Panel OKs dumping state's photo-radar system in 2010
By Howard Fischer
Capitol Media Services
Tucson, Arizona | Published: 03.26.2009
PHOENIX — A House panel voted Wednesday to make the new statewide photo-radar system go away. But not just yet.
On a 6-4 vote, the Appropriations Committee approved legislation to make the use of any type of photo-enforcement system on a state road illegal after Sept. 30, 2010.
That covers not just the 36 fixed and 42 mobile cameras operated by the state Department of Public Safety, but any cameras now operated by cities and counties on state roads. That includes not just highways but even two-lane stretches that go through communities.
Local governments could still have photo radar — but only on the streets they control.
The bill now goes to the full House.
Rep. Sam Crump, R-Anthem, said he actually wants to get rid of the cameras as soon as possible. But he noted the contract signed by DPS with Redflex Traffic Systems allows the company to demand reimbursement for its installation costs if the contract, which took effect late last September, is canceled within the first two years.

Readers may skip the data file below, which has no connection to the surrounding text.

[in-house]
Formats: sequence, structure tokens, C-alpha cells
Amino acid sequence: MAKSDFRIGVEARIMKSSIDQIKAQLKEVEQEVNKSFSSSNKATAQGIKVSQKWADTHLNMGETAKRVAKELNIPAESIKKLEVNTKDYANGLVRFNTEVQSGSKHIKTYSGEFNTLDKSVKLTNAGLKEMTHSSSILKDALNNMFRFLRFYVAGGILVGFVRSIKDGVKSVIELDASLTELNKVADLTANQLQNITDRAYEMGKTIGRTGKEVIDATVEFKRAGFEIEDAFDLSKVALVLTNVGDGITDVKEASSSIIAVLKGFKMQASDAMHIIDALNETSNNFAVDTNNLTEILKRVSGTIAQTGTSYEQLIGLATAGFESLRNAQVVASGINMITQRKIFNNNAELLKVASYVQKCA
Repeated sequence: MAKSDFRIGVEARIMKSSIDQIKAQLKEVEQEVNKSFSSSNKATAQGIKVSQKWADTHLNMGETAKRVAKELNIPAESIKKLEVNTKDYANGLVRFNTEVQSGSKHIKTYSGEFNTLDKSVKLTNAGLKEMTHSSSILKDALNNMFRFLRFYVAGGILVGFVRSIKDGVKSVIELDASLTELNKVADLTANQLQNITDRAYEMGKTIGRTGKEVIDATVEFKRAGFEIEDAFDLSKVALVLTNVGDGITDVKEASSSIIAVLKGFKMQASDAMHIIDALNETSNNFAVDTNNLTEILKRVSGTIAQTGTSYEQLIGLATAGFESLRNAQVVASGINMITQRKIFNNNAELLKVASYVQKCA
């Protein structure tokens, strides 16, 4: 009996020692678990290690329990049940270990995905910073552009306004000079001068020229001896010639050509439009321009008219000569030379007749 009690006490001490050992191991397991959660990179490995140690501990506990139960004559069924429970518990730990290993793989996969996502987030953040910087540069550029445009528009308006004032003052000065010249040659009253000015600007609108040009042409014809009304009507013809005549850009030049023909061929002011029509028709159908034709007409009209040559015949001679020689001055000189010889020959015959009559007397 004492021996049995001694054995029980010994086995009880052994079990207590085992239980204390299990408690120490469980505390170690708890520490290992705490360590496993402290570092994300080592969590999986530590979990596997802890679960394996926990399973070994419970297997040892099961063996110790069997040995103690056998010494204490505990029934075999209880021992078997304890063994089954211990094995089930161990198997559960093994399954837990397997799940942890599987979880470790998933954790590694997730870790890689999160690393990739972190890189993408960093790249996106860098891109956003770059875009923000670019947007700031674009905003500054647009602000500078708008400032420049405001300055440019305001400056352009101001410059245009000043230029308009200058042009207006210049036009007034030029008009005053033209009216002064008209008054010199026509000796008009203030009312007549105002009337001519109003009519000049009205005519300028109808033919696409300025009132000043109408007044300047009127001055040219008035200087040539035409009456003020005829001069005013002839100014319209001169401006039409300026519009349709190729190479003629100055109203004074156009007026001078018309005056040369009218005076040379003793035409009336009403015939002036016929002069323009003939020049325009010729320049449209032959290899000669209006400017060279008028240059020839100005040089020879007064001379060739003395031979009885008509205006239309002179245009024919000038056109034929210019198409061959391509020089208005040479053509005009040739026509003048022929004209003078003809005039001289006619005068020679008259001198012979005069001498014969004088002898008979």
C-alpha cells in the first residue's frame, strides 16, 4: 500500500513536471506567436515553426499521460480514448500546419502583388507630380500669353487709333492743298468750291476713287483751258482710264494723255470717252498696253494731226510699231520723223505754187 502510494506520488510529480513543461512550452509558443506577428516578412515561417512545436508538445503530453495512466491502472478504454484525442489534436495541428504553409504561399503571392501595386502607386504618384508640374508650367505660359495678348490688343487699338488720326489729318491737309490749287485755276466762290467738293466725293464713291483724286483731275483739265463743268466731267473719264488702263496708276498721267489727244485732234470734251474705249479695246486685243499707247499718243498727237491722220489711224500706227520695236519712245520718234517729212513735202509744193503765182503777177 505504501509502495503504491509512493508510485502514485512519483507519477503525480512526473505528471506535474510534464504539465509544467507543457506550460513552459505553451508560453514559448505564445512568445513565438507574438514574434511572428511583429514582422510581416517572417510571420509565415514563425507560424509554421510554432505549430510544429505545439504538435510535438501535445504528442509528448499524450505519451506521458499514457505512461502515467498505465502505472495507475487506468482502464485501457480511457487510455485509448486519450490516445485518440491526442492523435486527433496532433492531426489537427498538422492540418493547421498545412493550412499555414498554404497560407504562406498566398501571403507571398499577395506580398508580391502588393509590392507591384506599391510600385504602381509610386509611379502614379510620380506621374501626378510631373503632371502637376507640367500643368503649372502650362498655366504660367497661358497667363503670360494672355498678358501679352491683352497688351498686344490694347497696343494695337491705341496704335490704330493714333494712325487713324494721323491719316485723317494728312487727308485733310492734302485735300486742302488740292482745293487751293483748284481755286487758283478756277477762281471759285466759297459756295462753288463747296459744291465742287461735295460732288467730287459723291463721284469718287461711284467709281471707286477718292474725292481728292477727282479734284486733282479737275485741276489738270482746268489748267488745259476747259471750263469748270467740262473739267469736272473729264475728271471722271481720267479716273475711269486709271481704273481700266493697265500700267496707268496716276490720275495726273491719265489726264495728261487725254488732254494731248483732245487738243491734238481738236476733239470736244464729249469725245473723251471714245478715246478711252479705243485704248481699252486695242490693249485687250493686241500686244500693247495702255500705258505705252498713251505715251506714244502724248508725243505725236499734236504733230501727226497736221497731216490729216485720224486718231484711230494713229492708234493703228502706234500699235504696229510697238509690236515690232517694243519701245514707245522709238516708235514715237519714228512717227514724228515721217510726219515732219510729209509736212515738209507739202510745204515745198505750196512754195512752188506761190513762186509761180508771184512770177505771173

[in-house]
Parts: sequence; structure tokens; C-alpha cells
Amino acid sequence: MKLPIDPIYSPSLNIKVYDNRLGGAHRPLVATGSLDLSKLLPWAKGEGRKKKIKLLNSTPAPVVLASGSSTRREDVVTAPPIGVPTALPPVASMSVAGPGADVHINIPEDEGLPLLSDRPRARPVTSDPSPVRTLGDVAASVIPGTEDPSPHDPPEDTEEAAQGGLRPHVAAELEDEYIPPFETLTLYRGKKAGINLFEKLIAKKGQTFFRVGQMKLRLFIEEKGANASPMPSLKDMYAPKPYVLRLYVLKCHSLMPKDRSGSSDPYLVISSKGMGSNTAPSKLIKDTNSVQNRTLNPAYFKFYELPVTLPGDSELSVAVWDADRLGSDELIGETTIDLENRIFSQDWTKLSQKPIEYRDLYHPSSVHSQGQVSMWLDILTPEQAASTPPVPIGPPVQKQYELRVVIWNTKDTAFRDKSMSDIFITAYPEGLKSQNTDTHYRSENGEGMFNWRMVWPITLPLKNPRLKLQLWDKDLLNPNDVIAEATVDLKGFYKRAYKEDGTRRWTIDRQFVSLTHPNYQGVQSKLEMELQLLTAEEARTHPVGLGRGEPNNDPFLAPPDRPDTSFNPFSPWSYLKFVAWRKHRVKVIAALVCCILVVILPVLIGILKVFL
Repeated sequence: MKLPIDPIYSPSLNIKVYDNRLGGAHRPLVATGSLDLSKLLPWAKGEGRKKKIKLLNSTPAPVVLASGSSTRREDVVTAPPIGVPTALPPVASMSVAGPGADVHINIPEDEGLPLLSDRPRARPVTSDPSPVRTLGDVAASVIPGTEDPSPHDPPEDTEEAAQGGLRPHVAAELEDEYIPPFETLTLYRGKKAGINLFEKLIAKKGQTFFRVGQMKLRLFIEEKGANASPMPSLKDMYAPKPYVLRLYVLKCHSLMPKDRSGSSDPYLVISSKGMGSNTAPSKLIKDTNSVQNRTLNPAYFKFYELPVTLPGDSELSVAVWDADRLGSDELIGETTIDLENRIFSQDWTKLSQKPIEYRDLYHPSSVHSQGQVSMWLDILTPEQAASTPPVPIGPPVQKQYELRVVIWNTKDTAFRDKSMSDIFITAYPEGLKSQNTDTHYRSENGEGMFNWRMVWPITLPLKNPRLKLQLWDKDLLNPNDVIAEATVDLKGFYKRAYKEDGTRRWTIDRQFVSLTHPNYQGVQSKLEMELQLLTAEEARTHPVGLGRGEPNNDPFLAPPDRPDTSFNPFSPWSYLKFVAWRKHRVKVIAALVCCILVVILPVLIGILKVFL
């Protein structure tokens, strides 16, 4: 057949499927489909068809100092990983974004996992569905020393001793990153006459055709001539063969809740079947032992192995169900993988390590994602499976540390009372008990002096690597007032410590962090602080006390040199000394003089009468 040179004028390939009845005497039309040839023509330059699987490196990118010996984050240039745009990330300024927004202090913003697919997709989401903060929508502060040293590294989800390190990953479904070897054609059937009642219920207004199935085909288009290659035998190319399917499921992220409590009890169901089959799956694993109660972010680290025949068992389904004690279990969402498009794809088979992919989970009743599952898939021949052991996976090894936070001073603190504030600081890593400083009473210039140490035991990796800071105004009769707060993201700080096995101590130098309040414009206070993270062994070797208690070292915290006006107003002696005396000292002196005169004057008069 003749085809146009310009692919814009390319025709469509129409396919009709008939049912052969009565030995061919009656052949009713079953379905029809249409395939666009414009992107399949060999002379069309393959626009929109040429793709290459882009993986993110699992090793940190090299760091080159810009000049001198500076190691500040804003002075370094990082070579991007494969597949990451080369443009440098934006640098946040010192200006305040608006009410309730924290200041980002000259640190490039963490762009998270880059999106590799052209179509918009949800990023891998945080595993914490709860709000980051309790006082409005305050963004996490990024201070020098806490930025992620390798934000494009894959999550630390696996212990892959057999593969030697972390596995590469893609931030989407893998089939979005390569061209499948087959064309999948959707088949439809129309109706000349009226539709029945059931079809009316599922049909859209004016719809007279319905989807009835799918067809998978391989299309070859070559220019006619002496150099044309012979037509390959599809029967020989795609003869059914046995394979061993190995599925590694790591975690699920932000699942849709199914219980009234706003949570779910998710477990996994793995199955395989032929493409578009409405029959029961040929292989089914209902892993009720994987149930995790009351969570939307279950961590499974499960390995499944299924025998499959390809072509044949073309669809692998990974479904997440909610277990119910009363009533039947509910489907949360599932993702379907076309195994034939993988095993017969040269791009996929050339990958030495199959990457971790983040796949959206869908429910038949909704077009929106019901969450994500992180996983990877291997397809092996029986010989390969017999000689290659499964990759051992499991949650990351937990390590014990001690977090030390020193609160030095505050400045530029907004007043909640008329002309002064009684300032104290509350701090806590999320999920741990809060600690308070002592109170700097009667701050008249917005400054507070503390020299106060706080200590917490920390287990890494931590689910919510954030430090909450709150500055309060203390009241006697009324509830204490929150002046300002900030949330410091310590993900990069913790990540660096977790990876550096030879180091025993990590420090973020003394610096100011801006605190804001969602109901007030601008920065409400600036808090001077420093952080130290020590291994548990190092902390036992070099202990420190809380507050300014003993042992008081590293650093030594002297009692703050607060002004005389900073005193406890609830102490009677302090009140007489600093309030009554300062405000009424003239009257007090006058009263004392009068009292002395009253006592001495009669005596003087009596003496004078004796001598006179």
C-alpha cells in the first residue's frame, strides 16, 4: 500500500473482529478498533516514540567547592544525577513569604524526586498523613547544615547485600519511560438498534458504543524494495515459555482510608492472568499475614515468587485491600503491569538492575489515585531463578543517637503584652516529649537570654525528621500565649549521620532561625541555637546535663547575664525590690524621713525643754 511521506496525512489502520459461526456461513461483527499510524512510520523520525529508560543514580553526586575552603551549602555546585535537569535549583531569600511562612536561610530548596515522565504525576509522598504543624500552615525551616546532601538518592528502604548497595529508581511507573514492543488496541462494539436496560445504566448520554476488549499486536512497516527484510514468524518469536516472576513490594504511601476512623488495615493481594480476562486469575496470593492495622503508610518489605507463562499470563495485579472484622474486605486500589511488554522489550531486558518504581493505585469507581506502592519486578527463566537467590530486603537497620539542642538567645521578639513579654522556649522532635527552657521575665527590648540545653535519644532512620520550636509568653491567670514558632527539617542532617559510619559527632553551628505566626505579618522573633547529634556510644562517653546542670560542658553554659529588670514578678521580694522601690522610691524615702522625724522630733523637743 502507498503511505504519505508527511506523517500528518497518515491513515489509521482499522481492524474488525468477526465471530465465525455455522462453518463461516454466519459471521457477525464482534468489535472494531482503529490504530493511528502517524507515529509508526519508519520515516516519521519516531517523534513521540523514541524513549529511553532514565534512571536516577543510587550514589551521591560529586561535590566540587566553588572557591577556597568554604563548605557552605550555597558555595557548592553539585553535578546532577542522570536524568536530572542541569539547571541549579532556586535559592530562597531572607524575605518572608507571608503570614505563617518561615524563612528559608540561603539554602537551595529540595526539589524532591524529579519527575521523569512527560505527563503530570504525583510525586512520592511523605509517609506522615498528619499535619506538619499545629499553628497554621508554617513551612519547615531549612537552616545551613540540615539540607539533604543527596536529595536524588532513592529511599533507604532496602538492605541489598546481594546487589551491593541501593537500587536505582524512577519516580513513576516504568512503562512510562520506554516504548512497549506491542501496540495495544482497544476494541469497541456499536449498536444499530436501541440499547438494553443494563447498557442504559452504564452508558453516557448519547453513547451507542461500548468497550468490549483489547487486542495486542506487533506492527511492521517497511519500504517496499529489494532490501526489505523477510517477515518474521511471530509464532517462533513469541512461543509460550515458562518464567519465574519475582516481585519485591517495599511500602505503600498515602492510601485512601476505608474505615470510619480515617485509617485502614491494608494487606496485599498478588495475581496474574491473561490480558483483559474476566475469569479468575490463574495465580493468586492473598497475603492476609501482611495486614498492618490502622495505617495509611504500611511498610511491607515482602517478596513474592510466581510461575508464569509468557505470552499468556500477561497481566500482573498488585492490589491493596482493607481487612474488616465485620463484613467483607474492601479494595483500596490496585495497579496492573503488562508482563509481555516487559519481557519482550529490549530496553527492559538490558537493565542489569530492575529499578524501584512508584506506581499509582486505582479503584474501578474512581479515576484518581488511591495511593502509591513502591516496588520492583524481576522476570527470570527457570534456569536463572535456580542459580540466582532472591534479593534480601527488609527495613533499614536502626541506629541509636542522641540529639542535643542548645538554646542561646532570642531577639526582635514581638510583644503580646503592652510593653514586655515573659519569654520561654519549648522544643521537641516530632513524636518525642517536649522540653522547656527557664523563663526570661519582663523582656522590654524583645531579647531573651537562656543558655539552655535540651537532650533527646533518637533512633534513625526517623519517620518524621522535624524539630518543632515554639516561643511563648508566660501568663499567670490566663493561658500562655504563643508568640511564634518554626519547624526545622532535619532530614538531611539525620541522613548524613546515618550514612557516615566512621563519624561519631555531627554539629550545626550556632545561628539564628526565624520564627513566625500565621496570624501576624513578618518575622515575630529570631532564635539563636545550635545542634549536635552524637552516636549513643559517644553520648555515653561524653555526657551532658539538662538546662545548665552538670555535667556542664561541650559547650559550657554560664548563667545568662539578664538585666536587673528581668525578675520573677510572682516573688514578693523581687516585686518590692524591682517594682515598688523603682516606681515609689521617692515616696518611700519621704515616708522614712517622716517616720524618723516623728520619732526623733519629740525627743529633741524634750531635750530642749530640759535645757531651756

Letting the contract self- destruct, Crump said, makes more financial sense.
"Especially in this economic climate, nobody wants to be writing a check from the state back to the company for early termination of contract," he said.
But HB 2106 does impose some new restrictions and conditions on the operation of the system until it disappears.
One spells out that citations cannot be issued unless a motorist is clocked going at least 11 miles per hour over the posted limit. That is the current DPS policy but not set in statute.
Potentially more significant, it would shut down the video cameras that now monitor and record traffic around the clock.
Lawmakers learned only earlier this year that each photo-radar site takes not only still photos of speeders but also provides "streaming video" that is kept by the DPS for 90 days. That raised questions of privacy and who might have access to the videos.
Wednesday's vote came over the objections of the Arizona Highway Patrol Association, which lobbies on behalf of DPS officers and civilian employees. Organization President Jimmy Chavez said photo radar is a useful law-enforcement tool for safety.